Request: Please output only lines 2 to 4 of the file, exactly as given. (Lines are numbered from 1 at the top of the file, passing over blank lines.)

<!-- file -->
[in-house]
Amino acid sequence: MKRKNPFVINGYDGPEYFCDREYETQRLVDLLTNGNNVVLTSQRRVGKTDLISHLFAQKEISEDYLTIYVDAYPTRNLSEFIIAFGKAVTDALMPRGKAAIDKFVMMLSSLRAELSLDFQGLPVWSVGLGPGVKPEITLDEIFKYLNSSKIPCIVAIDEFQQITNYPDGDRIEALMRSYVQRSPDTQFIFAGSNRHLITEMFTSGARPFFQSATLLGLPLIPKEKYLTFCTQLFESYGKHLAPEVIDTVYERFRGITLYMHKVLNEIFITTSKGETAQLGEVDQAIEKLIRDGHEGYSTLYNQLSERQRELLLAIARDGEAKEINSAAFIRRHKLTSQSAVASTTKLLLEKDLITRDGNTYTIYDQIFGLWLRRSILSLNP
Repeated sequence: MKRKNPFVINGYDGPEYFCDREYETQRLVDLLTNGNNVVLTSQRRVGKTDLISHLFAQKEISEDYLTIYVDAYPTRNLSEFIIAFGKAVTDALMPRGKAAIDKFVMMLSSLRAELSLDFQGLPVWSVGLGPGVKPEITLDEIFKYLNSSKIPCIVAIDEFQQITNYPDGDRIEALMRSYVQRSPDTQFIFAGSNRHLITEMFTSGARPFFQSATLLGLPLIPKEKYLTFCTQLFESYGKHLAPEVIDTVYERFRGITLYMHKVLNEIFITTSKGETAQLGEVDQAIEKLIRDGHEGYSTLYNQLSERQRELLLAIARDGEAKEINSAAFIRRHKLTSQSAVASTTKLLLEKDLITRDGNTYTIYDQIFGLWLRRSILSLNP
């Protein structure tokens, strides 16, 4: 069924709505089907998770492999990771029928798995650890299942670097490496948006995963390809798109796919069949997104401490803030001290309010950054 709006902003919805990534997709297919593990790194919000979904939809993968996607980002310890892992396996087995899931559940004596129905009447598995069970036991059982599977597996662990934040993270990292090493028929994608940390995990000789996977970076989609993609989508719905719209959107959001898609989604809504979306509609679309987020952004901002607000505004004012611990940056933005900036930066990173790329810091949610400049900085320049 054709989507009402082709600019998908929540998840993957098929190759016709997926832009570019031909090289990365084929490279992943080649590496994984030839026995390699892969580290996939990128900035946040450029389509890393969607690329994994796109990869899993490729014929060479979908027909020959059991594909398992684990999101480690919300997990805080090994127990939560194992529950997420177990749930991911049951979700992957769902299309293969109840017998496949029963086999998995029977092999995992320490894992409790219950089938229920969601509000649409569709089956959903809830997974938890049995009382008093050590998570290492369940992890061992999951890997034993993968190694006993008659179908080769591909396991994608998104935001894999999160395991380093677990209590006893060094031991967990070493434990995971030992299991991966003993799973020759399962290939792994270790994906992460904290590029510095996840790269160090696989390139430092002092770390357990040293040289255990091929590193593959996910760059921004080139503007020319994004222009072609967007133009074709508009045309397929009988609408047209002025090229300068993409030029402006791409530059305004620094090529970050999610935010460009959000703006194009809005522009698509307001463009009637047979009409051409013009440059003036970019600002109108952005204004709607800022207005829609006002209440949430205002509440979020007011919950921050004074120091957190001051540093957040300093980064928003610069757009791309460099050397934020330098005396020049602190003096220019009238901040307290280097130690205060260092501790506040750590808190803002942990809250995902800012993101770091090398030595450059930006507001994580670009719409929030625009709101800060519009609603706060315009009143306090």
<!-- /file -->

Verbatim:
Amino acid sequence: MKRKNPFVINGYDGPEYFCDREYETQRLVDLLTNGNNVVLTSQRRVGKTDLISHLFAQKEISEDYLTIYVDAYPTRNLSEFIIAFGKAVTDALMPRGKAAIDKFVMMLSSLRAELSLDFQGLPVWSVGLGPGVKPEITLDEIFKYLNSSKIPCIVAIDEFQQITNYPDGDRIEALMRSYVQRSPDTQFIFAGSNRHLITEMFTSGARPFFQSATLLGLPLIPKEKYLTFCTQLFESYGKHLAPEVIDTVYERFRGITLYMHKVLNEIFITTSKGETAQLGEVDQAIEKLIRDGHEGYSTLYNQLSERQRELLLAIARDGEAKEINSAAFIRRHKLTSQSAVASTTKLLLEKDLITRDGNTYTIYDQIFGLWLRRSILSLNP
Repeated sequence: MKRKNPFVINGYDGPEYFCDREYETQRLVDLLTNGNNVVLTSQRRVGKTDLISHLFAQKEISEDYLTIYVDAYPTRNLSEFIIAFGKAVTDALMPRGKAAIDKFVMMLSSLRAELSLDFQGLPVWSVGLGPGVKPEITLDEIFKYLNSSKIPCIVAIDEFQQITNYPDGDRIEALMRSYVQRSPDTQFIFAGSNRHLITEMFTSGARPFFQSATLLGLPLIPKEKYLTFCTQLFESYGKHLAPEVIDTVYERFRGITLYMHKVLNEIFITTSKGETAQLGEVDQAIEKLIRDGHEGYSTLYNQLSERQRELLLAIARDGEAKEINSAAFIRRHKLTSQSAVASTTKLLLEKDLITRDGNTYTIYDQIFGLWLRRSILSLNP
């Protein structure tokens, strides 16, 4: 069924709505089907998770492999990771029928798995650890299942670097490496948006995963390809798109796919069949997104401490803030001290309010950054 709006902003919805990534997709297919593990790194919000979904939809993968996607980002310890892992396996087995899931559940004596129905009447598995069970036991059982599977597996662990934040993270990292090493028929994608940390995990000789996977970076989609993609989508719905719209959107959001898609989604809504979306509609679309987020952004901002607000505004004012611990940056933005900036930066990173790329810091949610400049900085320049 054709989507009402082709600019998908929540998840993957098929190759016709997926832009570019031909090289990365084929490279992943080649590496994984030839026995390699892969580290996939990128900035946040450029389509890393969607690329994994796109990869899993490729014929060479979908027909020959059991594909398992684990999101480690919300997990805080090994127990939560194992529950997420177990749930991911049951979700992957769902299309293969109840017998496949029963086999998995029977092999995992320490894992409790219950089938229920969601509000649409569709089956959903809830997974938890049995009382008093050590998570290492369940992890061992999951890997034993993968190694006993008659179908080769591909396991994608998104935001894999999160395991380093677990209590006893060094031991967990070493434990995971030992299991991966003993799973020759399962290939792994270790994906992460904290590029510095996840790269160090696989390139430092002092770390357990040293040289255990091929590193593959996910760059921004080139503007020319994004222009072609967007133009074709508009045309397929009988609408047209002025090229300068993409030029402006791409530059305004620094090529970050999610935010460009959000703006194009809005522009698509307001463009009637047979009409051409013009440059003036970019600002109108952005204004709607800022207005829609006002209440949430205002509440979020007011919950921050004074120091957190001051540093957040300093980064928003610069757009791309460099050397934020330098005396020049602190003096220019009238901040307290280097130690205060260092501790506040750590808190803002942990809250995902800012993101770091090398030595450059930006507001994580670009719409929030625009709101800060519009609603706060315009009143306090």